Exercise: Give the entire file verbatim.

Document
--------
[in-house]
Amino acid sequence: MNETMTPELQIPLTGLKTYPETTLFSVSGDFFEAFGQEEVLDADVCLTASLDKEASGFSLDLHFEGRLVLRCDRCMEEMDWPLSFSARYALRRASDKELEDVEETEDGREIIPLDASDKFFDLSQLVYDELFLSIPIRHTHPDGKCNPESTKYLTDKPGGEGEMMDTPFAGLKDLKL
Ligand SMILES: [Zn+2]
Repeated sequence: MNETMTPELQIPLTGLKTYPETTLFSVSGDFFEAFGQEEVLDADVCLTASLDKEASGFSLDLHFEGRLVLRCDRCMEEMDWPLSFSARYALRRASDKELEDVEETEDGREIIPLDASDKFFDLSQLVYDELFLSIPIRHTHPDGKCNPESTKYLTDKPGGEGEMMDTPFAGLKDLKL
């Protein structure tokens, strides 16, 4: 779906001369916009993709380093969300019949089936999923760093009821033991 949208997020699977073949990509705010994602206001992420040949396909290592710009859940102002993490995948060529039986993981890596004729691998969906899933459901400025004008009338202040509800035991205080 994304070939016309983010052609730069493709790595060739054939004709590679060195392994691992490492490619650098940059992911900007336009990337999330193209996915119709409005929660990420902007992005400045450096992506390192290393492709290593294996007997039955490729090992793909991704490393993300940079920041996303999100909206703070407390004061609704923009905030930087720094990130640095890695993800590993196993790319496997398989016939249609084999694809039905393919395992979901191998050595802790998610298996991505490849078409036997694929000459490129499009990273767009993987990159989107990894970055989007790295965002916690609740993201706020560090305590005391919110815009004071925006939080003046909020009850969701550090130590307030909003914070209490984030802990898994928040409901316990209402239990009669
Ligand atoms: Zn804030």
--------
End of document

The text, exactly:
[in-house]
Amino acid sequence: MNETMTPELQIPLTGLKTYPETTLFSVSGDFFEAFGQEEVLDADVCLTASLDKEASGFSLDLHFEGRLVLRCDRCMEEMDWPLSFSARYALRRASDKELEDVEETEDGREIIPLDASDKFFDLSQLVYDELFLSIPIRHTHPDGKCNPESTKYLTDKPGGEGEMMDTPFAGLKDLKL
Ligand SMILES: [Zn+2]
Repeated sequence: MNETMTPELQIPLTGLKTYPETTLFSVSGDFFEAFGQEEVLDADVCLTASLDKEASGFSLDLHFEGRLVLRCDRCMEEMDWPLSFSARYALRRASDKELEDVEETEDGREIIPLDASDKFFDLSQLVYDELFLSIPIRHTHPDGKCNPESTKYLTDKPGGEGEMMDTPFAGLKDLKL
């Protein structure tokens, strides 16, 4: 779906001369916009993709380093969300019949089936999923760093009821033991 949208997020699977073949990509705010994602206001992420040949396909290592710009859940102002993490995948060529039986993981890596004729691998969906899933459901400025004008009338202040509800035991205080 994304070939016309983010052609730069493709790595060739054939004709590679060195392994691992490492490619650098940059992911900007336009990337999330193209996915119709409005929660990420902007992005400045450096992506390192290393492709290593294996007997039955490729090992793909991704490393993300940079920041996303999100909206703070407390004061609704923009905030930087720094990130640095890695993800590993196993790319496997398989016939249609084999694809039905393919395992979901191998050595802790998610298996991505490849078409036997694929000459490129499009990273767009993987990159989107990894970055989007790295965002916690609740993201706020560090305590005391919110815009004071925006939080003046909020009850969701550090130590307030909003914070209490984030802990898994928040409901316990209402239990009669
Ligand atoms: Zn804030």